Here is the rest of the catch from that afternoon last week minus two that were still being cleaned. Much darker than the ones I am getting in the salt and mouth of the river, but they still taste about the same out of my smoker.
View attachment 3215
On the Sky and Skagit, you can generally see a grayish blue band in the current break that is the pinks stacked up, and most people initially get too close and don't realize they are standing in the water they can fish. Its easy to do when you see fish jumping and finning farther out and start casting farther than needed.
Anyhow....that's how we do it. If you want to give the humpy chasers a try, I'd be happy to drop a few in the mail to you.
As posted above you dont need to be able to cast to the other side of the river. Fish the seams and let your fly sink. Think Sparse and i like my pink flies tied on a gamakatsu SC15. The smaller hook shank and big bend in the hook allows for a good clean hookup when they take the fly. Also like posted above small strips will get the job done. Brian if you want a fishing partner let me know i would be willing to do some pink chasing.

Evan Burck

Fudge Dragon
I find the 'players' to be on/near the bottom in the river. I've also taken to using colors other than pink. Pink is in a distant, distant, third place for most effective colors for me this year.


Active Member
I find the 'players' to be on/near the bottom in the river. I've also taken to using colors other than pink. Pink is in a distant, distant, third place for most effective colors for me this year.
A little bit of pale orange (shrimpy looking orange?) has done me right this year for coho and pinks.


Active Member
I got out on the Sky the other morning. There were tons of fish, and the gear folks were doing pretty well from what I could tell. That said, they wanted nothing to do with the flies I was tossing at them. I swung and stripped and stripped and swung. I probably could have stood to mix up the colors a bit more, but otherwise I was mixing things up with fly choice and depth. It makes one feel pretty lousy when there are literally hundreds of fish moving through in periodic waves. Thanks for all the input.



Active Member
I have caught almost all of my salt and freshwater pinks on PINK, with a few exceptions caught on shrimpy orange and peach or white. When in doubt, fish pink and as Evan said, fish deep.

Did you try heavy and/or larger flies with lots of movement, flash, and jiggy action? Emulate the gear guys when they are catching and perhaps they want to emulate you when the pinks only want small flies.
I Hooked up on the Sky on Sunday on pink 9' leader and floating line on my spey. I was stripping. I lost the fish but man "FISH ON" is exciting as all hell! I have no clue what I am doing so I just keep trying different stuff. I hope the flows don't go nuts with the rain so I can try again this weekend!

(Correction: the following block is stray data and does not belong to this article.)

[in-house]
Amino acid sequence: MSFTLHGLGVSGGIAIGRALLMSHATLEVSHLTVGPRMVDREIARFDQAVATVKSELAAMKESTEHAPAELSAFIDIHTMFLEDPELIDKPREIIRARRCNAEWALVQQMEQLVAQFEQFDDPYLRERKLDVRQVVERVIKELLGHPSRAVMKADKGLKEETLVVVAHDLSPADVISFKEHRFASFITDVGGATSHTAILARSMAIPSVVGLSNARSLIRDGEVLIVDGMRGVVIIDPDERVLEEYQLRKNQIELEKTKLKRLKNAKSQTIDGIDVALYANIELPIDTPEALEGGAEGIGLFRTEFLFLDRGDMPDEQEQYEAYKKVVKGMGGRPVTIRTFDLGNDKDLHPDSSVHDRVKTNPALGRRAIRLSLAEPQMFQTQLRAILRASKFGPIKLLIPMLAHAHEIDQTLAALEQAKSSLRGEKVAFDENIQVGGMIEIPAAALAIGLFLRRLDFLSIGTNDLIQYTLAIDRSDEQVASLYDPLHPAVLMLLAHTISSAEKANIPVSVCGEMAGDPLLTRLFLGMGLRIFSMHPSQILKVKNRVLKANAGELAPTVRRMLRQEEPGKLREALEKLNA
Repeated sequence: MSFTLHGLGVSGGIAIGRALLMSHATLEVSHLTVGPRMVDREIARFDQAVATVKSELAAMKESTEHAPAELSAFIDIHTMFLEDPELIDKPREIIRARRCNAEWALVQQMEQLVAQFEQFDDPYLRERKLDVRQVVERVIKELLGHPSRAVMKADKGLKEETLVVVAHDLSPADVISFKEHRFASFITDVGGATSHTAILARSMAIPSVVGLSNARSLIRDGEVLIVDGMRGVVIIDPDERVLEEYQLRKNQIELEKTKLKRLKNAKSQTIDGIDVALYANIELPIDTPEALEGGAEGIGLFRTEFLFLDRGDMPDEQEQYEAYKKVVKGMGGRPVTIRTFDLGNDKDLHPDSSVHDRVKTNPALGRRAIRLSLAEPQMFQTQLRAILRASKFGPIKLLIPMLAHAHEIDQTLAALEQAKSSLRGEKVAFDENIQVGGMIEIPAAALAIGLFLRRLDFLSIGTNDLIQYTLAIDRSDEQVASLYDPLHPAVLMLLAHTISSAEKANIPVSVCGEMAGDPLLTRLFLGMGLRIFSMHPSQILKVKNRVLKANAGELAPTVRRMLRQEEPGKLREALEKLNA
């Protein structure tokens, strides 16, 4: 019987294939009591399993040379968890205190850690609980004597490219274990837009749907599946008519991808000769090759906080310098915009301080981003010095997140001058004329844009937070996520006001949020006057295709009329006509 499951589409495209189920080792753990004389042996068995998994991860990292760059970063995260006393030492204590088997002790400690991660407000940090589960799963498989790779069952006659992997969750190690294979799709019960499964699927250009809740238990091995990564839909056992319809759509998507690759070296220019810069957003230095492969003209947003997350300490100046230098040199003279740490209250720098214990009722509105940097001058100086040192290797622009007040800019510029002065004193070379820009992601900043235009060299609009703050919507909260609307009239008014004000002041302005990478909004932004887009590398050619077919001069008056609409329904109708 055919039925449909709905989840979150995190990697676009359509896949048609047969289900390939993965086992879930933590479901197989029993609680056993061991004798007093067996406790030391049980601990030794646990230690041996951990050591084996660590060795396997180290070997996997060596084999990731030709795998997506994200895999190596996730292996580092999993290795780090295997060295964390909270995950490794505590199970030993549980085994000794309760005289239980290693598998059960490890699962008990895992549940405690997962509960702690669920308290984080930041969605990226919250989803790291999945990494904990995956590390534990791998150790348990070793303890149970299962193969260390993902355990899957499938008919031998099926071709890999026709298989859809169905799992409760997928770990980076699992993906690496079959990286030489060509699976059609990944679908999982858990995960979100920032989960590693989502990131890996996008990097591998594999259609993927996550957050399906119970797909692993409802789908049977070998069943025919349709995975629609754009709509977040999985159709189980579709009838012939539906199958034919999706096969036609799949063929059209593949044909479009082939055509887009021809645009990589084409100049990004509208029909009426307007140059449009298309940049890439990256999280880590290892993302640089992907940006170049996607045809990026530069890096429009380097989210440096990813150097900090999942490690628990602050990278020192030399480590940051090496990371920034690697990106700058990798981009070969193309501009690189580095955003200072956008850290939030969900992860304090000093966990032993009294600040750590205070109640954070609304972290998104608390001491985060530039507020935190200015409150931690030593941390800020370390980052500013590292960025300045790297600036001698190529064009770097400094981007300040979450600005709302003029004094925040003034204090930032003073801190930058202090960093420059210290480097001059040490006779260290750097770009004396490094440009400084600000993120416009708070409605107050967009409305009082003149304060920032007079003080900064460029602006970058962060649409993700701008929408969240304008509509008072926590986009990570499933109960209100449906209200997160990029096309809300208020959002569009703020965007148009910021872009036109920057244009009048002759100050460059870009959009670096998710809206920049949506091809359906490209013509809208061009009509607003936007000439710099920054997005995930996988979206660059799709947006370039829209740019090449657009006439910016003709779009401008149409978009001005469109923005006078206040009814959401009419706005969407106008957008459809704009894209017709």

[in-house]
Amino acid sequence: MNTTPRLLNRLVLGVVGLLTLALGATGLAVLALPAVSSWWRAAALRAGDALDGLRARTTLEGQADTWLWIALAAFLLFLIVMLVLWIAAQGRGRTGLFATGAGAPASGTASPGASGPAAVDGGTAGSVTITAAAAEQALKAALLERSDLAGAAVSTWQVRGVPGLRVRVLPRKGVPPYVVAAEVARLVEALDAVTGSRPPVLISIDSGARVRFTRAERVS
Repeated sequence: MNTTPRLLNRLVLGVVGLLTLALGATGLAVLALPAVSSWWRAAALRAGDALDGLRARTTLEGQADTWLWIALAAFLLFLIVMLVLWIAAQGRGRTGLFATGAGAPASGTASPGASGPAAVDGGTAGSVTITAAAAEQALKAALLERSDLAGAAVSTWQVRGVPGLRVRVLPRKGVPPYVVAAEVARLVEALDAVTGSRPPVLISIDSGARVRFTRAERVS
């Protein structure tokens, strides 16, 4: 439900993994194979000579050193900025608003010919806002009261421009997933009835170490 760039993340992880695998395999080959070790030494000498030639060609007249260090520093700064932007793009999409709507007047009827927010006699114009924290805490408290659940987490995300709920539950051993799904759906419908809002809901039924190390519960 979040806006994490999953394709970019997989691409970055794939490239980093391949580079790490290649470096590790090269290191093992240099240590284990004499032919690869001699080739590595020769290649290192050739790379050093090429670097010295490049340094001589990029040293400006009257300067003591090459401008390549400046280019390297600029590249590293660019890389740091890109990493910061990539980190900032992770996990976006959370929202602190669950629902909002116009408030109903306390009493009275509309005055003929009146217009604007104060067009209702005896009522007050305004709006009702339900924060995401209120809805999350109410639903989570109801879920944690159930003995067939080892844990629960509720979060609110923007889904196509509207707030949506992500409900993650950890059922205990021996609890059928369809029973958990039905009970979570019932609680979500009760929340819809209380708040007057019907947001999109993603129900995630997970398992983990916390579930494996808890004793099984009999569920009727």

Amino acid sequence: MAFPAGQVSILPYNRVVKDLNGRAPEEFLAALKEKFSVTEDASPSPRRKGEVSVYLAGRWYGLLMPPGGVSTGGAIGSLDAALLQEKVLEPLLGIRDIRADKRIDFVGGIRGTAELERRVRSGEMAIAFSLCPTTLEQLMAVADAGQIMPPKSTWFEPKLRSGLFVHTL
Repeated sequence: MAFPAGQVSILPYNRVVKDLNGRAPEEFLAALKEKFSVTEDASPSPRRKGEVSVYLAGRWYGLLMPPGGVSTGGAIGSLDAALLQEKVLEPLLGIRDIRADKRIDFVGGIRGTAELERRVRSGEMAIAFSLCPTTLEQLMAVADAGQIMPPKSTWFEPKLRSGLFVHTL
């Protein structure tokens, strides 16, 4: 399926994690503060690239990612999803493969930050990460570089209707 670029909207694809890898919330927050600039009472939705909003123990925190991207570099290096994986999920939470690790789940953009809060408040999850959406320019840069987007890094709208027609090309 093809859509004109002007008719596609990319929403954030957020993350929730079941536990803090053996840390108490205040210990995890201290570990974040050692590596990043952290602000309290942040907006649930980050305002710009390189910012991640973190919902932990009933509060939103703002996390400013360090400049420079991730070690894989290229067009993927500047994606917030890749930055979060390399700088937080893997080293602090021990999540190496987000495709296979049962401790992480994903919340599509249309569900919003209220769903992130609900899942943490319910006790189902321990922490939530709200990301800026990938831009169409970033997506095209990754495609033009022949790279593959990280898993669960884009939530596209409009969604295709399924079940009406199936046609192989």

Thomas Williams

Habitual Line Stepper
I've been tying on size 8 jig nymph hooks and 5.3 mm slotted tungsten beads. 12 foot flouro leader off a dry line jigging and stripping. Works well hooked about 13 last weekend. That tungsten plummets to the bottom. You can get them tossing a sinking line and stripping through pools as well but I've found they like the dead slack water about 5-8ft deep.
I just fished the nisqually again today i caught 4 and lost 5. I was using an intermideate line with 12lb leader. A crazy charlie tied with marabu and tungsten eyes. Sorry for the spelling errors.
Right now I have been doing good with a pink (cerise) looking nymph, tied on a 6 wide gap, pink rubber legs with a chartreuse back, floating line and an 8 foot leader. This thing I can not tell you has been keeping my arm in perfect connection with love. Went out today with my brother and had the greatest day of my life.

Feel like I am Czech nymphing, but I do not care, it is fun and got fish in the freezer! What is better than slow cooked ribs and fish side! Oh ya that's dinner for tonight!

But on a serious note, I am fishing these things just like trout, short casts, on bottom. Cast perpendicular to seam of fast and slow, quick mend upstream, follow line till it goes tight. Guess what???? a fish! It has been fun and rewarding! My technique is not new or old, but it works for me. Not saying that some are fowl hooked, but in the dirty water were I am fishing, it is difficult to try and site these darn things.

For me, today was a 4 fish fair hooked to same fowl. Had one that was close to fair but I call him fowl and he was released. Haven't been to a "S" river yet to mine all have been up on a "P" river. Today, I think me and my brother did better than most of the corkie guys!